Saturday, June 1, 2013

The Plan for June

New month, new plan.

Yesterday I received the copy of Fighting Chess With Hikaru Nakamura  that I ordered.  I haven't had a chance to play through any of those games yet, but I certainly will be doing so over the next few days/weeks.  But I have read some of the text.  One of the things that I read was Naka talking about the role that computers played in his youth as he developed and got good.

He mentions that not only did he play against the computer, but that he trained against it as well.  i.e. either tactics, or playing middlegame/endgame positions against it.  Well, it would seem that the time has come for me to make the most of my premium membership at and start using the position trainers there.  After all, that's how I learned to mate with the two bishops last month!

So I believe that the plan of the month will mostly be to do these things...

  • Continue working on learning the Slav.
  • Continue playing through annotated games.
  • Continue solving endgame studies.
  • Continue working on rook endings.
So how will I accomplish those goals?  Let's take them step by step.

Continue Learning the Slav

I was playing the ...a6 Slav for a while, and in fact I was able to score my only draw against a master on the black side of this opening.  Currently I am looking at more than just the ...a6 lines though.  I have been reading The Slav: Move by Move by IM Cyrus Lakdawala.  I really enjoy the format of the books in this series as it is a collection of well annotated games.

I plan on continuing to work through that book, at which point I will probably start working through Viktor Bologan's excellent work The Chebanenko Slav to refresh those ideas in my head.

Continue Playing Through Annotated Games

By this I mean continue to plod through Dr. Tartakower's wonderful work 500 Master Games of Chess.  I am just over 100 games in, so my goal to finish this year is still in sight.  Although I need to step it up and start working through 10 or so games on the weekend since I'm only getting a few in during the week.

Continue Solving Endgame Studies

Really I only just started working on these again recently.  Interesting how having a blog forces you to do things that might not be your favorite.  If you're honest with yourself then you wind up doing the things that you keep saying you need to do but aren't.

So far for this I have been using Endgame Challenge by GM John Nunn.  At some point, once I am done with this I will seek out the book by the most noted endgame composer of all time, Genrihk Kasparyan Domination in 2,545 Endgame Studies which GM Akobian mentioned in a lecture that I was at.

Continue Working on Rook Endings

I made some progress last month working through about the first 20% or so of A Practical Guide to Rook Endgames by IM Minev (with an excellent forward by GM Yasser Seirawan by the way!)

I need to continue progress in that area.  This is primarily where I plan on using the computer to train.  It's time to get serious about forcing myself to calculate more, and this is how I plan on doing it.

So there you have it...the plan for June!

If you like any of the books that I have mentioned and are interested in purchasing them, please purchase them through these links.  I will make a nominal percentage of the purchase price and promise to use all the money (what little there is) on my chess training.  I really need to be able to take a one to two hour lesson each week and can currently afford only one to two per month.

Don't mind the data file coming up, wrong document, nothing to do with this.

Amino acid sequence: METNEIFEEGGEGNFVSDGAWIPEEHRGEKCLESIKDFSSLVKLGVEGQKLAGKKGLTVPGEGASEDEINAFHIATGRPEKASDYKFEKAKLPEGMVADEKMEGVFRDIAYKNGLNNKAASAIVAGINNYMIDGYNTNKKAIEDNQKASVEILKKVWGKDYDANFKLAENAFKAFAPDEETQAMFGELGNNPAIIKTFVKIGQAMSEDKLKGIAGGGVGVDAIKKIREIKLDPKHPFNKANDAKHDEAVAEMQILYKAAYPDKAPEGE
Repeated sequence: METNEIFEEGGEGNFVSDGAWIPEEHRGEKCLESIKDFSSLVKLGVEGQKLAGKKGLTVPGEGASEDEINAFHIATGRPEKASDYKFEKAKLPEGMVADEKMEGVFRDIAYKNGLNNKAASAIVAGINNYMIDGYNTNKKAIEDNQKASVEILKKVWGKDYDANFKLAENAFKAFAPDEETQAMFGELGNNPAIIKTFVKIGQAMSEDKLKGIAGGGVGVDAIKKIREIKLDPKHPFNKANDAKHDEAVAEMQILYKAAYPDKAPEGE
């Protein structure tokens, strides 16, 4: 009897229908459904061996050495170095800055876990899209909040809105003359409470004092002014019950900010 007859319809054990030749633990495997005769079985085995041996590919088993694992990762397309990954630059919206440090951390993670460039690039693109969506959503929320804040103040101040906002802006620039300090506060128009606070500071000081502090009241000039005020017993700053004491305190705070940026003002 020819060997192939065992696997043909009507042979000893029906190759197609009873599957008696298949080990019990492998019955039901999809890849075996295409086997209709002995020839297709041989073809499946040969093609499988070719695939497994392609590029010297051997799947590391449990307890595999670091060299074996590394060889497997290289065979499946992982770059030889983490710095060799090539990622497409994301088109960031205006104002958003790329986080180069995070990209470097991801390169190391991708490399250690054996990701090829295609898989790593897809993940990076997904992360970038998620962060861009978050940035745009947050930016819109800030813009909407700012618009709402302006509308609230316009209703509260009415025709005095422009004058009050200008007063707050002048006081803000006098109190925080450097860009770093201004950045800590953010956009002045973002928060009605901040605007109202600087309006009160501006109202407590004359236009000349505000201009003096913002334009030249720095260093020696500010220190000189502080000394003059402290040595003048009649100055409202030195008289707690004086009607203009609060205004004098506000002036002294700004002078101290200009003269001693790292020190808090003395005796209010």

This doesn't cost you any more, and the money goes to a good cause!


  1. It's nice to have aspirations of becoming a master, but you can barely stay above 1700. If your not studying a minimal of 3 hours a day on chess, even expert level is unlikely. This is no insult. Just cold hard facts.

  2. And you know this how?

    I've made 1700 in a relatively short time and will continue to improve.

    1. Again, what I said was not to disrespect you or insult you in any way. If anything it is to motivate you sir. Getting to 1700 is fairly easy, staying above it is another thing. You can't just study an hour and a half a day and think master or expert level are attainable. 1600-1999 is very achievable with 2 hours of daily study. Yes, you will improve I agree.

  3. I was just being defensive. I apologize and thank you for your comments.

  4. After having given this a lot of thought I want to more fully address this. I think that the line of reasoning given here is ridiculous.

    You can't quantify improvement with made up examples. It is simply not true that X number of hours of study is needed for Y amount of improvement.

    Yes, the 10,000 hour rule is probably mostly accurate, but the idea that you have to spend 10,000 hours at the rate of X per day is ridiculous.

    I typically spend an hour to an hour and a half or so studying seriously during the average day, and another half hour to hour of putzing around.

    But that's not what matters. What matters is HOW that time is spent. Truth be told, as more time goes by I get better and better at using that time in a more productive manner.

    i.e. while some value can be had by just playing through lightly annotated games the time can be better spent by deeply analyzing one of my own games and working on my own weaknesses. It's still the same amount of time being spent, but at the end of the day there is more value to correcting my errors than there is to playing through games with fluffy notes and not working hard to understand what's going on.

    I bet that more would be learned by doing four of Dan Heisman's "20 minute exercises" than by reading a random opening book for the same amount of time.

    In other words, it's not how much time you have, it's what you do with the time you have.